A surprising result of Roe, of course, is the effect it has had on the Catholic American voter.
“It would have required a lot of prescience to predict in 1965 that American politics, for so many decades based on economic divisions, would soon split over social issues and, especially, abortion. But not even a very prescient observer could have correctly predicted which party would take which side in the coming battles. On abortion, in particular, it looked obvious which way it would break: The Democrats were the party of Catholic Northerners and Southern whites, the party that believed in using the power of government to protect the weak; the Republicans were the party with historical ties to Planned Parenthood. Somewhere along the line, the parties switched places, with consequences—including the Democrats’ loss of their durable majority—that are plain to see.”
That’s Ramesh Ponnuru, author of The Party of Death, reviewing Mark Stricherz’s Why the Democrats Are Blue: Secular Liberalism and the Decline of the People’s Party. The review is in the March issue of First Things—which we’re sending to the printers tomorrow and you should receive in two to three weeks.
But in the meantime, consider this lament in today’s Washington Post from a Catholic couple describing themselves as “Political Orphans in 2008” and asking: “Is There Space for Our Pro-Life Ethic?”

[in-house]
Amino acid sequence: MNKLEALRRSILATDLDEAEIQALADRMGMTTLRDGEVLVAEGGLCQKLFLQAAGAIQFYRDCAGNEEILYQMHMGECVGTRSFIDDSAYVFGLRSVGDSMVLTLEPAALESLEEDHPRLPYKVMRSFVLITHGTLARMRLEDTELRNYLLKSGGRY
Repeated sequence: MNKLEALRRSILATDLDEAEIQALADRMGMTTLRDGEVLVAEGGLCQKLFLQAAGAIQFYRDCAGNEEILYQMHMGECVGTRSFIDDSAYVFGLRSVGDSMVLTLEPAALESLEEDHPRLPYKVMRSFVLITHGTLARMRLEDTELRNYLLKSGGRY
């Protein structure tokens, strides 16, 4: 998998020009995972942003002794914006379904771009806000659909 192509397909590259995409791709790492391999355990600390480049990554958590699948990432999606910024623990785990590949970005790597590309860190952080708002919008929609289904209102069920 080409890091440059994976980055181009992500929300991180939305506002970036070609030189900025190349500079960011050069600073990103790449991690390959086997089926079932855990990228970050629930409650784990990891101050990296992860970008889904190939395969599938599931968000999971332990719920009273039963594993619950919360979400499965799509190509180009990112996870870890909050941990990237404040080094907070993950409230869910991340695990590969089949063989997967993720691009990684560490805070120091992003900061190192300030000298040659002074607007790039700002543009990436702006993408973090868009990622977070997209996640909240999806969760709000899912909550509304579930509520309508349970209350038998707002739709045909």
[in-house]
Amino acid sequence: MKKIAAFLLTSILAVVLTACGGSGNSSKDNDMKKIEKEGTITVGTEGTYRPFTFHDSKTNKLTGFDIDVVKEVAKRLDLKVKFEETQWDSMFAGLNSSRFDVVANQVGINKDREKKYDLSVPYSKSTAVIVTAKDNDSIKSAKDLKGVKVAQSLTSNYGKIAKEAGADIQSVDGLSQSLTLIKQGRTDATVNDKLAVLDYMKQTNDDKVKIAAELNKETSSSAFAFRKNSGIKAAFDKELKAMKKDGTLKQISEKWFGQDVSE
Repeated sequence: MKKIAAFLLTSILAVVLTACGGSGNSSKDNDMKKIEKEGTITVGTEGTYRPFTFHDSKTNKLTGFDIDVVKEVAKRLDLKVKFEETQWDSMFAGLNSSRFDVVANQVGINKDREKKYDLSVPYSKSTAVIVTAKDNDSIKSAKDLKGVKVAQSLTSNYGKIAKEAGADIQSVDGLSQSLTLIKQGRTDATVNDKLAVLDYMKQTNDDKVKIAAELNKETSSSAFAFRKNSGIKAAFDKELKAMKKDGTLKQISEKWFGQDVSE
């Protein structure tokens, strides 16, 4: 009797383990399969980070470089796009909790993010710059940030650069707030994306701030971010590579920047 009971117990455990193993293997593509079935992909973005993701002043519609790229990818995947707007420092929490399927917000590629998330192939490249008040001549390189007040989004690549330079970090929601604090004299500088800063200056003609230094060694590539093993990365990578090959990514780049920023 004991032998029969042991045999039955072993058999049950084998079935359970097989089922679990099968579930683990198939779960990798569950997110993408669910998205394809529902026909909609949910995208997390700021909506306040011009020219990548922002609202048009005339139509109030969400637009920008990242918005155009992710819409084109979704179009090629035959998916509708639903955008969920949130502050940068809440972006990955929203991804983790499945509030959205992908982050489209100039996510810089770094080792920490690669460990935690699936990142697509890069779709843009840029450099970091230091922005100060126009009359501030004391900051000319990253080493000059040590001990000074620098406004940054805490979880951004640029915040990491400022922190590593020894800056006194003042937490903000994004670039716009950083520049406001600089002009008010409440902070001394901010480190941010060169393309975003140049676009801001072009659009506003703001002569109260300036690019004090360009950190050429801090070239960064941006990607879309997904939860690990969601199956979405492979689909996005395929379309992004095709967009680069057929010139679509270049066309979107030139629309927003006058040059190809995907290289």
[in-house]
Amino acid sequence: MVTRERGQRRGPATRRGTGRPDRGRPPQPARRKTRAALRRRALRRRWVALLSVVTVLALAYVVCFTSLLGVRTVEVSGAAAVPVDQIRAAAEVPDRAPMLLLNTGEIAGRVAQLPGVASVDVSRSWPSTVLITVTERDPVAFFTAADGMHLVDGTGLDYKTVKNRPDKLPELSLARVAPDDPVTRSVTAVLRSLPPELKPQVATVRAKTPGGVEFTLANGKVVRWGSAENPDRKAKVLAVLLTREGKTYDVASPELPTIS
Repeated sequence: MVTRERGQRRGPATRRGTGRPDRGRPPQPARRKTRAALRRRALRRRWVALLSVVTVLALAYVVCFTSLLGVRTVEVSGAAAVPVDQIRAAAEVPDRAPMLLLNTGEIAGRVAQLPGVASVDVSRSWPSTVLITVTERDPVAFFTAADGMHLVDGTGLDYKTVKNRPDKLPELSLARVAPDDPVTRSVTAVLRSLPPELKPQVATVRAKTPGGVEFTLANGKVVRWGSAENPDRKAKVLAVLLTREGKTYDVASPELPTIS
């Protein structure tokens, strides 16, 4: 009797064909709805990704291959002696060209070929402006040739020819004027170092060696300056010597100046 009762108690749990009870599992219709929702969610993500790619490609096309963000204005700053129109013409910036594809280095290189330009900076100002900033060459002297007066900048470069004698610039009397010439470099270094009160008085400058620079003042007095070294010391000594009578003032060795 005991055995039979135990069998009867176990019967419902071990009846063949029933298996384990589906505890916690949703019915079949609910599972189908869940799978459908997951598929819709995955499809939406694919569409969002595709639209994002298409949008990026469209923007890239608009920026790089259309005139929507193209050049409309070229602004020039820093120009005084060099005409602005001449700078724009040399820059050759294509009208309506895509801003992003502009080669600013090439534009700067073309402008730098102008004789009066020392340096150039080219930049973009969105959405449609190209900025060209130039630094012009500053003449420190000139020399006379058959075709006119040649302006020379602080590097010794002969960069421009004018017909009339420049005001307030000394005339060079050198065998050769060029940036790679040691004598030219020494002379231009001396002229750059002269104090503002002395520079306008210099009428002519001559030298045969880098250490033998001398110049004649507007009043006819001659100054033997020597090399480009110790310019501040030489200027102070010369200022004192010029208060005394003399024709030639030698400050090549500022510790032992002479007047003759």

They write: “But as we came of age politically, we felt orphaned by the Democratic Party, whose pro-life positions on war, poverty and the environment did not extend to the life of the most weak and vulnerable, those not yet born.” Meanwhile, “the Grand Old Party’s move to the right, including its hardening, dominant positions on the Iraq war, access to guns and the death penalty, among other issues, have made it an inhospitable place for us to dwell permanently.”
And they conclude: “If the Democratic Party could adopt a much less disdainful, more welcoming, perhaps even “pro-choice” stance toward those under its tent who have conscientious objections to abortion, we would be much less squeamish about supporting its candidates, and we know that we are not alone in that conviction.”